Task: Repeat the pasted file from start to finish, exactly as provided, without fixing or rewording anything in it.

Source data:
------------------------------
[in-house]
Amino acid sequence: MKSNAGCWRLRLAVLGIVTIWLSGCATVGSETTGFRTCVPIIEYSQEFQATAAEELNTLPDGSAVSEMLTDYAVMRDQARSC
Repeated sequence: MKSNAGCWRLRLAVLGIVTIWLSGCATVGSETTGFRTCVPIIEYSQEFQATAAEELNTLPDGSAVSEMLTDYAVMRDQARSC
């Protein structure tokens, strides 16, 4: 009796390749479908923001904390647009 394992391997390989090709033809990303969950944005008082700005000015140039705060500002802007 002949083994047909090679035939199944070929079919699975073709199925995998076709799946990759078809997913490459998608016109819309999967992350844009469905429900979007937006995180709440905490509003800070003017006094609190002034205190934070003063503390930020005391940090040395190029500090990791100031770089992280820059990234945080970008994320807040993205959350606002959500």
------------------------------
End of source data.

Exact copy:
[in-house]
Amino acid sequence: MKSNAGCWRLRLAVLGIVTIWLSGCATVGSETTGFRTCVPIIEYSQEFQATAAEELNTLPDGSAVSEMLTDYAVMRDQARSC
Repeated sequence: MKSNAGCWRLRLAVLGIVTIWLSGCATVGSETTGFRTCVPIIEYSQEFQATAAEELNTLPDGSAVSEMLTDYAVMRDQARSC
């Protein structure tokens, strides 16, 4: 009796390749479908923001904390647009 394992391997390989090709033809990303969950944005008082700005000015140039705060500002802007 002949083994047909090679035939199944070929079919699975073709199925995998076709799946990759078809997913490459998608016109819309999967992350844009469905429900979007937006995180709440905490509003800070003017006094609190002034205190934070003063503390930020005391940090040395190029500090990791100031770089992280820059990234945080970008994320807040993205959350606002959500």